• Create an equipment database. It is essential to keep track of equipment maintenance and calibration. Developing an equipment database will help to keep this information organized in such a way as to be able to keep constant track of equipment that is due for maintenance or calibration. A spreadsheet format for this type of database works extremely well. The equipment can be entered with all serial numbers, date of last calibration and due date of next calibration.
• Update equipment database regularly. The database should be updated as additions of equipment to the laboratory are made and as maintenance and calibrations are performed. The database will be only as effective as it is accurate. What makes this extremely helpful is that, regardless of how many extraneous equipment logbooks there might be throughout the lab, or files of calibration data to be stored, the equipment database is a small and efficient summary that can be quickly accessed and used to schedule or plan equipment service.
• Plan and schedule equipment service. Upon making an entry or update in the equipment database, the spreadsheet can be used to update your laboratory planning calendar.
• Plan 12 months in advance. Obtain a large 12-month calendar and place it in a highly visible and accessible location in the laboratory. A formatted dry-erase board can work well, as it can easily be updated and reused. Mark on the calendar month by month to display what equipment is due for scheduled maintenance or calibration. In this fashion, lab personnel will know well in advance when to have outside service contractors scheduled or when to arrange their own schedules to perform the service themselves. The calendar can also be used to display project timelines, personnel vacations or other events, such as training. This is a cost effective and visible planning tool for laboratory personnel.
It is very distressing for an analyst to prepare a sample for testing, only to discover that the equipment needed for analysis has passed its calibration due date, and subsequently to find out that it will be two weeks before a service contractor can service the equipment. Planning ahead can prevent this situation from occurring. An equipment database spreadsheet is a smart planning tool.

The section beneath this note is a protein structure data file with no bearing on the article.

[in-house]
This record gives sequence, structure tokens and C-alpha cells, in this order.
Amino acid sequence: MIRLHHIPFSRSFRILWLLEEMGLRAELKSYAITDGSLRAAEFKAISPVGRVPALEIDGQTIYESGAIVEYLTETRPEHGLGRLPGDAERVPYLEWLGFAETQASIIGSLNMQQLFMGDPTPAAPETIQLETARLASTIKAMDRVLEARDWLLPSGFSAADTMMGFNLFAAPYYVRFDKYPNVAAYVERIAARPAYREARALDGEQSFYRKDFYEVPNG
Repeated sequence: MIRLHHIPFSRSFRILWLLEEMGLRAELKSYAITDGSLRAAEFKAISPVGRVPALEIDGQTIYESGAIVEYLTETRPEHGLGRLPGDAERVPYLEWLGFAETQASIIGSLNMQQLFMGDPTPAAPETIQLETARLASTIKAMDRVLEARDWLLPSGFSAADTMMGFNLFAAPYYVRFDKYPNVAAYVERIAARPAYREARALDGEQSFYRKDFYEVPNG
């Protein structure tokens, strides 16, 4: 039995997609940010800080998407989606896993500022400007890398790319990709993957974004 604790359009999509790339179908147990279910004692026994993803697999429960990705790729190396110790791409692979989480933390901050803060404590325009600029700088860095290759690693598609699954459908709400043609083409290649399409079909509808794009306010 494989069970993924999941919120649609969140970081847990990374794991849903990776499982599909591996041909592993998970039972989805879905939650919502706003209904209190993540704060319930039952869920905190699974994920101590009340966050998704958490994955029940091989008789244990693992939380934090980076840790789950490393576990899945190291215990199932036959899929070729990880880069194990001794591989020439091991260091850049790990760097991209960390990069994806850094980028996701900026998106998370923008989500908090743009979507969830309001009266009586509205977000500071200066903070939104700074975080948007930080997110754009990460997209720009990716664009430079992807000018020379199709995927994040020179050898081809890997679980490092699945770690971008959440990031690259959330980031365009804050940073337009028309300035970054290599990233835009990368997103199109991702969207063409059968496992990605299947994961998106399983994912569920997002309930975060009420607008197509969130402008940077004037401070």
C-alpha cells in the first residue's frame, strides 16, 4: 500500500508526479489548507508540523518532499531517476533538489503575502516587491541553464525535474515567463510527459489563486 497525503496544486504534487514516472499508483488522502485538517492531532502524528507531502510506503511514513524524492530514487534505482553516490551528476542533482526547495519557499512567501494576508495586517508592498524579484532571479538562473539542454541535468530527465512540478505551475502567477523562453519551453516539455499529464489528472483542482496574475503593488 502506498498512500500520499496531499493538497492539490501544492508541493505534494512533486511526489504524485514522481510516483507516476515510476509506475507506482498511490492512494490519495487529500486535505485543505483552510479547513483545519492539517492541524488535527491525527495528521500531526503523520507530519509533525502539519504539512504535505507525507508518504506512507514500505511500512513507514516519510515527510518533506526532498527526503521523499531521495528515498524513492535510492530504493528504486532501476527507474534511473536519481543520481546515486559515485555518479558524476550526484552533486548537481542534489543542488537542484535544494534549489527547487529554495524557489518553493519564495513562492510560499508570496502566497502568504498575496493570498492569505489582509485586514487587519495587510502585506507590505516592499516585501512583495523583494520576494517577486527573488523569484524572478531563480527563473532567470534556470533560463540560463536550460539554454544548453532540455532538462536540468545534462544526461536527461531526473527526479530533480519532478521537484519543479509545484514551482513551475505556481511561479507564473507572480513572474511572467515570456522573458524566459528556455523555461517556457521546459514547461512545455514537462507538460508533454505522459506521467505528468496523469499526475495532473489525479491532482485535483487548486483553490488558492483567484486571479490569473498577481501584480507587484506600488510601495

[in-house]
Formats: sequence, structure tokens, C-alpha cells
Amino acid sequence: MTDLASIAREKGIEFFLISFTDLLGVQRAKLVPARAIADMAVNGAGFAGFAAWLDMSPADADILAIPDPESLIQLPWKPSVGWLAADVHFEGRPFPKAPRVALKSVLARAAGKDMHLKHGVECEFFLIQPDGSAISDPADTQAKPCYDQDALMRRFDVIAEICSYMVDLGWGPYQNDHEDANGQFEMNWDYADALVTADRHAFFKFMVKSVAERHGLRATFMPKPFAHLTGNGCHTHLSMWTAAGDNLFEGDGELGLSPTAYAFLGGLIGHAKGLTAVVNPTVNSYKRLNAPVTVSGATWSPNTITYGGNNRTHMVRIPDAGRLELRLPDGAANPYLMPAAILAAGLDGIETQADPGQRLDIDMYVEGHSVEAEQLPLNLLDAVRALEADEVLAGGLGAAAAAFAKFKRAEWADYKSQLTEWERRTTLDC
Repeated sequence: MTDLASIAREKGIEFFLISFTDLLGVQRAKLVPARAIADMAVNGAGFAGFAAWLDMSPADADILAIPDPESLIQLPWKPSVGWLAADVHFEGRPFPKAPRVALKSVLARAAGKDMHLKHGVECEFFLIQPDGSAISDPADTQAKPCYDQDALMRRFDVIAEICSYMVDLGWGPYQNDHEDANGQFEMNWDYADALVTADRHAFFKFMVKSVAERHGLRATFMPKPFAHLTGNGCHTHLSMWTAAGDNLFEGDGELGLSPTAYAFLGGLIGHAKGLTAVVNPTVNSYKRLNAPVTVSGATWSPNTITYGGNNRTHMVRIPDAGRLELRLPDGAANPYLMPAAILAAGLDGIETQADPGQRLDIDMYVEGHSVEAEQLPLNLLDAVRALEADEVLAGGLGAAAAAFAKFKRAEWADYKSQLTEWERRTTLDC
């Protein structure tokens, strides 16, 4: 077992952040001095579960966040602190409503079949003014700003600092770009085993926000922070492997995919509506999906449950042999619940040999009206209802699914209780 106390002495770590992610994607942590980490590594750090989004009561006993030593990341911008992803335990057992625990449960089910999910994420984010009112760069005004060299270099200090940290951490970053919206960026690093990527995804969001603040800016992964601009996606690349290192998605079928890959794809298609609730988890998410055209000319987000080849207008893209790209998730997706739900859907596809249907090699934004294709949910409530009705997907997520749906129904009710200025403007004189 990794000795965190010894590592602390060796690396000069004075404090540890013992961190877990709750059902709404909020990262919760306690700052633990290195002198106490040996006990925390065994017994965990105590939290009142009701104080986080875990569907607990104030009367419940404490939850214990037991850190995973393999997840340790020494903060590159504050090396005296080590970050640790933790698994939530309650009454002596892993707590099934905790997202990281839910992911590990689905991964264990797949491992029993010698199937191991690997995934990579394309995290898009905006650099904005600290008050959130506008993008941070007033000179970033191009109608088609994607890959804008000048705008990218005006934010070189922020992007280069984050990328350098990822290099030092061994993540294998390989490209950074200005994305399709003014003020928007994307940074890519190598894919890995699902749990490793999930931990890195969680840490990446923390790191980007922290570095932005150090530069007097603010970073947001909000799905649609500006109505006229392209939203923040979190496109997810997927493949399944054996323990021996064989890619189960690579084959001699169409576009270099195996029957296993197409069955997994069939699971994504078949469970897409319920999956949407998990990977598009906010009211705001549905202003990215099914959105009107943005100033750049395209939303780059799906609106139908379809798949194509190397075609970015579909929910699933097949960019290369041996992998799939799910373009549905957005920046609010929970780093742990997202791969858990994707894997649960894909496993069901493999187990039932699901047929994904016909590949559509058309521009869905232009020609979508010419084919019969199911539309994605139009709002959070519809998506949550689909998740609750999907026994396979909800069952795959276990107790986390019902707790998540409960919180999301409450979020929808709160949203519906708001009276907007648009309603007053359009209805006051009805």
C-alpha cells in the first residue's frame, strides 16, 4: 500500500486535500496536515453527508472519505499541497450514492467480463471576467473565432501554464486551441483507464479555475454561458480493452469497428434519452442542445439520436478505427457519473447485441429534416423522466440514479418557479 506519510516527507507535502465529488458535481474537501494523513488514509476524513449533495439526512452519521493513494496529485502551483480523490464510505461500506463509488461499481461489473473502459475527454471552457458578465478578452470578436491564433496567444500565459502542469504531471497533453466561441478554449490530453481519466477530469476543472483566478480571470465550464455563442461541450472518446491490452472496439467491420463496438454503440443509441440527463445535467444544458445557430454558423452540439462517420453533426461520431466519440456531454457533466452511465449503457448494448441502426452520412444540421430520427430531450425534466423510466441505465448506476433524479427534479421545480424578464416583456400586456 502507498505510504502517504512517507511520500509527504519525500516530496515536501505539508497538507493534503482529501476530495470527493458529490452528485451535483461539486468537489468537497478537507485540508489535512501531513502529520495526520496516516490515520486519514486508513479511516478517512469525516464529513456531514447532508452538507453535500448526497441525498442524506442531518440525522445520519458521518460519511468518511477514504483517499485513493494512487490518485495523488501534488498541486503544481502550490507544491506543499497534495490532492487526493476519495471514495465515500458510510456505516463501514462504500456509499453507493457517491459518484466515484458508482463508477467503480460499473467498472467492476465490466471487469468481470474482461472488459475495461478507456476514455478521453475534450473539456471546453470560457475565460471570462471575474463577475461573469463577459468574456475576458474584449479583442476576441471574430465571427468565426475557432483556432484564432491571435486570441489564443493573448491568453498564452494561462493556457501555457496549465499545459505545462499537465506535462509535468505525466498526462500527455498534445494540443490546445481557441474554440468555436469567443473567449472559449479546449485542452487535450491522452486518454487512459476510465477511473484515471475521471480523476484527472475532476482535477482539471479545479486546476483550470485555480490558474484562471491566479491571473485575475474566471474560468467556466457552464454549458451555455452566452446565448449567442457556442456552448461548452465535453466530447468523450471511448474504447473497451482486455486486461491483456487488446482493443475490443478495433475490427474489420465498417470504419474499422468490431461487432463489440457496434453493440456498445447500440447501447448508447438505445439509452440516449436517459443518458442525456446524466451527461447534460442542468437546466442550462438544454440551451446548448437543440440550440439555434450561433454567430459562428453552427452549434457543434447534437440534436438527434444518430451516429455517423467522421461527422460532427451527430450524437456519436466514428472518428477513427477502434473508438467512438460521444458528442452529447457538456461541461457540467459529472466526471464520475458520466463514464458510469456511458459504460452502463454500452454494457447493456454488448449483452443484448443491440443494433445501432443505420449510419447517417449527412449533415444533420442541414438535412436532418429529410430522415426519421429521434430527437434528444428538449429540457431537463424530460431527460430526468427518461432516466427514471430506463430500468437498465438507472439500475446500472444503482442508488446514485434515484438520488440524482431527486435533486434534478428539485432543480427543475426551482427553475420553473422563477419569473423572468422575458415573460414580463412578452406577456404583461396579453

A client needs to know that any documentation performed for its product will retain proprietary confidentiality. Clients want to be sure that all necessary documentation is being performed, but is not being viewed by competitors. Establishing and applying unique sample identifiers helps but does not eliminate the confidentiality issue entirely. The following suggestions can help labs protect confidentiality.
• Separate client data. Never allow data for one client to be even potentially viewed by another. Assigning a separate laboratory notebook for each client should prevent breaches of confidentiality. Ensure that there are no cross-references between notebooks assigned to different clients.
• Establish a common solutions notebook. Of course, there are times that the same solution is needed for different clients. For example, the lab may need to prepare a USP test solution for analyzing Client X’s product, but also need that same solution to analyze a sample for Client Z. Cross-referencing the solution preparation from one client notebook into another client notebook should not be permitted. Instead of preparing the solution twice, once per client, it is easier to have a generic laboratory notebook to document the preparation of commonly used laboratory solutions. The solution can then be referenced in both client notebooks from the generic notebook origin. Either client can freely examine the generic notebook without compromising the other’s confidentiality. This results in savings of both time and money for the laboratory.